Back to Knowledge Center Results

Taming Your Child’s Aggression

agression​Some aggressive behavior is a typical part of child development, especially between the ages of 3 and 9.

Children will often use aggressive actions to communicate strong feelings they can't adequately convey due to their limited verbal and reasoning skills. Understanding how to respond to and minimize your child's aggression can teach him or her how to communicate positively and help prevent future outbursts.

Aggressive Behaviors

Aggressive behaviors can change as a child grows and develops. Some common aggressive behaviors a child may display include:

  • Biting or pinching
  • Playing rough with others
  • Screaming and yelling
  • Hitting others or self
  • Throwing objects

Responding to Aggression

For parents who are seeing frequent aggression in their child, Boys Town parenting experts recommend:

  • Step 1: Observing. Watch your child during aggressive outbursts and see if there is a pattern of behavior that occurs before his or her actions.
  • Step 2: Heading off aggression. Reduce your child's aggression by setting expectations for appropriate behavior, providing clear and consistent consequences, and praising nonaggressive behaviors.
  • Step 3: Responding. If your child becomes aggressive, it is important to stop the behavior, give consequences and follow through on them.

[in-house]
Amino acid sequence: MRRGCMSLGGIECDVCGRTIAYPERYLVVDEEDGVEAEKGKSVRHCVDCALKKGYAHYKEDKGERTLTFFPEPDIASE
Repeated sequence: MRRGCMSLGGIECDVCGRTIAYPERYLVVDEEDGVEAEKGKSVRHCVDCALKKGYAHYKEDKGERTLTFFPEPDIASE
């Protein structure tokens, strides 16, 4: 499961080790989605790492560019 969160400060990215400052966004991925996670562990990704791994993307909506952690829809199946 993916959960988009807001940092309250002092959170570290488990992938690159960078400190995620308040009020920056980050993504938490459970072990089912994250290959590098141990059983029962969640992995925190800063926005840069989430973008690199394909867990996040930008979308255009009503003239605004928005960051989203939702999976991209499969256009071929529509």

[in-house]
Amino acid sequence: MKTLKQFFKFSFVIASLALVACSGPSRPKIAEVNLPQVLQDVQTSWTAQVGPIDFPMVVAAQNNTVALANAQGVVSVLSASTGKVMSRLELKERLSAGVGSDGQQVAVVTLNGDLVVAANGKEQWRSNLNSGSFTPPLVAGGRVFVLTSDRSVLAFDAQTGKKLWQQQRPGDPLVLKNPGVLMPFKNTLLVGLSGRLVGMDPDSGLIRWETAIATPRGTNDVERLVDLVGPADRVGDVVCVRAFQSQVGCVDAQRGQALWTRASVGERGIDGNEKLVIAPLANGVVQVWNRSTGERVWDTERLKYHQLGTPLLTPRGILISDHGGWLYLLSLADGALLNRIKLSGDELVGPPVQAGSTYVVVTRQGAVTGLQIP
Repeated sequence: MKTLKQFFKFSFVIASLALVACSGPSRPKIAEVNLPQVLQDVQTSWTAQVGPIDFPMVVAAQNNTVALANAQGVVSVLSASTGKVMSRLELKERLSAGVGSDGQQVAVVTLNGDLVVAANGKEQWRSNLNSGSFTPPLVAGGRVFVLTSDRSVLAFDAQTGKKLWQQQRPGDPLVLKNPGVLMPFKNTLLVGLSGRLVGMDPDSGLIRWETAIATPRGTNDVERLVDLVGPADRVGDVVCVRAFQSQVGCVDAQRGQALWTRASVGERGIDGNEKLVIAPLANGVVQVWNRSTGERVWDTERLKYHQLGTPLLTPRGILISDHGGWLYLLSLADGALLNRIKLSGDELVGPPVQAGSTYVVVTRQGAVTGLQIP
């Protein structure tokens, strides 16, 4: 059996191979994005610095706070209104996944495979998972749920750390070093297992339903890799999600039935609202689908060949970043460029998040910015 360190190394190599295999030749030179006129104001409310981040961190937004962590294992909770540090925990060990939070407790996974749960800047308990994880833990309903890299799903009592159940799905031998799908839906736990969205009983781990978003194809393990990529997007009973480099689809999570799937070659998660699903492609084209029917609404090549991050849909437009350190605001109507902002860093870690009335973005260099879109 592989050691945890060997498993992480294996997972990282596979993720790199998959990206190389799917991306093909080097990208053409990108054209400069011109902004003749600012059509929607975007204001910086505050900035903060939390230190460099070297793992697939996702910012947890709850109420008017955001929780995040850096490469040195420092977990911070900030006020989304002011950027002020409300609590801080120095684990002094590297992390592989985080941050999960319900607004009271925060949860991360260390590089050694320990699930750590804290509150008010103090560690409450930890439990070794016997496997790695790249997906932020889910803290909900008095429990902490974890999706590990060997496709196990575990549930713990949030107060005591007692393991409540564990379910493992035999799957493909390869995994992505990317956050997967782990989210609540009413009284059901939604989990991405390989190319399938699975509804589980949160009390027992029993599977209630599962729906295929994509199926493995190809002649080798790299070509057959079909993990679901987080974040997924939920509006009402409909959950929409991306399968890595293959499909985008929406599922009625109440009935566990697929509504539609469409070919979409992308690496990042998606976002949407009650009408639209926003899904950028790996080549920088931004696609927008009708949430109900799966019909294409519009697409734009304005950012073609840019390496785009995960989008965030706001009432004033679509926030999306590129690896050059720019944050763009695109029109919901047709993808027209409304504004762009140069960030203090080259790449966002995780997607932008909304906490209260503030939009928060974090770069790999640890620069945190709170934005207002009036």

• Step 4: Recognizing and praising good behavior. Reward and praise your child when he or she uses words rather than aggressive actions when frustrated. It is important that you help your child identify triggers that lead to his or her aggressive behaviors and prompt him or her to calm down and cool down when upset. These strategies help build awareness and improve your child's ability to regulate his or her emotions and reduce aggression.

agressionMinimizing Misbehavior

As much as possible, parents are encouraged to stay consistent in their discipline when addressing their child's aggressive behavior. A few techniques you can use when responding to aggressive behavior include:

  • Keeping yourself cool and calm
  • Minimizing “high risk" situations that can lead your child to use aggressive behaviors
  • Avoiding negotiation (don't argue or explain too much)
  • Teaching alternative positive behaviors
  • Setting clear expectations for your child's behavior

Additional Resources 

  • Show Me Your Mad Face: Teaching Children to Feel Angry Without Losing Control by Connie J. Schnoes, Ph.D.
  • What to Do When Your Temper Flares: A Kid's Guide to Overcoming Problems with Anger by Dawn Huebner, Ph.D.

Download Printable Version

Kid Tips;Communication Skills